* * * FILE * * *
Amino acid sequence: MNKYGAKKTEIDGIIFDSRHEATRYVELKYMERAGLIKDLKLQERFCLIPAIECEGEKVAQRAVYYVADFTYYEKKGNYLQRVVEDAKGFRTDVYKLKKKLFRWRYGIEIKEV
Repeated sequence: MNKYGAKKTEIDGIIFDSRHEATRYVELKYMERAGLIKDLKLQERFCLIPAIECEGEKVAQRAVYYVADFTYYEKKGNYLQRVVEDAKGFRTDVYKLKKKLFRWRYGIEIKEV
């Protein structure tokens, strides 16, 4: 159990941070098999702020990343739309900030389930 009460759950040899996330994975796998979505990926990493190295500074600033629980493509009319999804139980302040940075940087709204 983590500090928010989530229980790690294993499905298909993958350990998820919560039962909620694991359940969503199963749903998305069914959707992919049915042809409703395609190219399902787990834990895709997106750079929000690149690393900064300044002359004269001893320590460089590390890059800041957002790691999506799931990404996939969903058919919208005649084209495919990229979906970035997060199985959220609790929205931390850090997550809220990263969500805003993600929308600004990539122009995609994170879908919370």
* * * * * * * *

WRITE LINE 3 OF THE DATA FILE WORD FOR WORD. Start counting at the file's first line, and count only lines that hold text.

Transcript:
């Protein structure tokens, strides 16, 4: 159990941070098999702020990343739309900030389930 009460759950040899996330994975796998979505990926990493190295500074600033629980493509009319999804139980302040940075940087709204 983590500090928010989530229980790690294993499905298909993958350990998820919560039962909620694991359940969503199963749903998305069914959707992919049915042809409703395609190219399902787990834990895709997106750079929000690149690393900064300044002359004269001893320590460089590390890059800041957002790691999506799931990404996939969903058919919208005649084209495919990229979906970035997060199985959220609790929205931390850090997550809220990263969500805003993600929308600004990539122009995609994170879908919370």